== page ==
Rough Approximations: A Devil Tale
nytheatre.com review by Cory Conley
October 26, 2012
Tenement Street Workshop's gorgeous new production, Rough Approximations: A Devil Tale, begins with an argument about crab over dinner. A young couple, Teamora and Greg, sit at a restaurant with rather distinct matters in their heads. Greg is irritated that Teamora picked this restaurant in the first place, as the seafood doesn't get really tasty until later in the week. Teamora, meanwhile, has some unfortunate news about the future of their relationship. Also, she's on her way to consult a Beast. Why? Because, replies Teamora, he's "going to help me murder my father."
What follows, in flashback, is the tale of Teamora's chaotic upbringing in a small New England town, following the mysterious drowning death of her mother. As Teamora and her rowdy siblings look for clues that would explain the loss, they begin to realize that their combustible father, Ralston, must somehow be complicit. Their journey to adulthood and beyond, fueled by both revenge and discovery, forms the crux of this ninety-minute drama.
The script, by John MacDonald, works best when it lingers on its poignant mini-portraits of children in puzzled grief. "Do you think our dead mother is in the sun?" asks Teamora, when she finds her brother Elmo taking pictures of the sky. Indeed he does, and as the children collect disparate artifacts of their absent parent, MacDonald deftly demonstrates the pleasures and the limits of childhood imagination.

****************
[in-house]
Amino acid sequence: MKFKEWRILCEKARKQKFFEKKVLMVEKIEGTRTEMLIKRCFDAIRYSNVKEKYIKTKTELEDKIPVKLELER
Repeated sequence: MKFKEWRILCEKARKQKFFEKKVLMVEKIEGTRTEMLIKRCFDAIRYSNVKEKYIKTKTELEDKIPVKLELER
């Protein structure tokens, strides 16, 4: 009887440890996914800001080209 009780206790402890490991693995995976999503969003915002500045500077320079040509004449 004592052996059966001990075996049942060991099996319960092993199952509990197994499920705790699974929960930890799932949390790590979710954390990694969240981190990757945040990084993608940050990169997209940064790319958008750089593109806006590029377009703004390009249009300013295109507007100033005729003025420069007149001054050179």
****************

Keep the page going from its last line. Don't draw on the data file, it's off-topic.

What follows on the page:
Director Eddie Prunoske has given these scenes an inventive and exquisite staging, helped along by Jonathan Cottle's inspired set and light design. Even minor moments have been meticulously crafted for the space at St. Mark's Church in the Bowery, and I won't soon forget the almost monstrous image of the towering Ralston threatening his children from behind a green screen, or the gently-lit sight of Markus, the quiet child, blowing mournfully on a trumpet. Prunoske has a keen eye for blocking, too, and his use of diagonals is wise.
As the story pushes Teamora's siblings past adulthood, however, it begins to unfold in ways that are more plot-driven and less emotionally involving. I won't give away the twists that follow once Teamora does seek the assistance of the Beast, but I will admit to rapidly losing interest in them. For all the allusions to the story of Faust in the show's publicity material, Rough Approximations does not really have a mythic resonance to match its human drama.
The cast has been well-assembled -- in particular Carl McKinley as the hyperventilating Dustin and Cameron Michael Burns as the thoughtful Elmo. Keilly McQuail's gifts as an actress are undeniably enormous, though the blazing-eyed intensity she chooses for Teamora sometimes renders her journey inaccessible, and it seems that she could benefit from more grounded choices.(You often get the sense that she's speaking just past her scene partners, instead of with them.)
Landing in the middle of Halloween, Rough Approximations, with its references to the Devil, has an obvious seasonal relevance. But in fact, it feels more like a Christmas ornament: small, fragile, and wonderful to look at.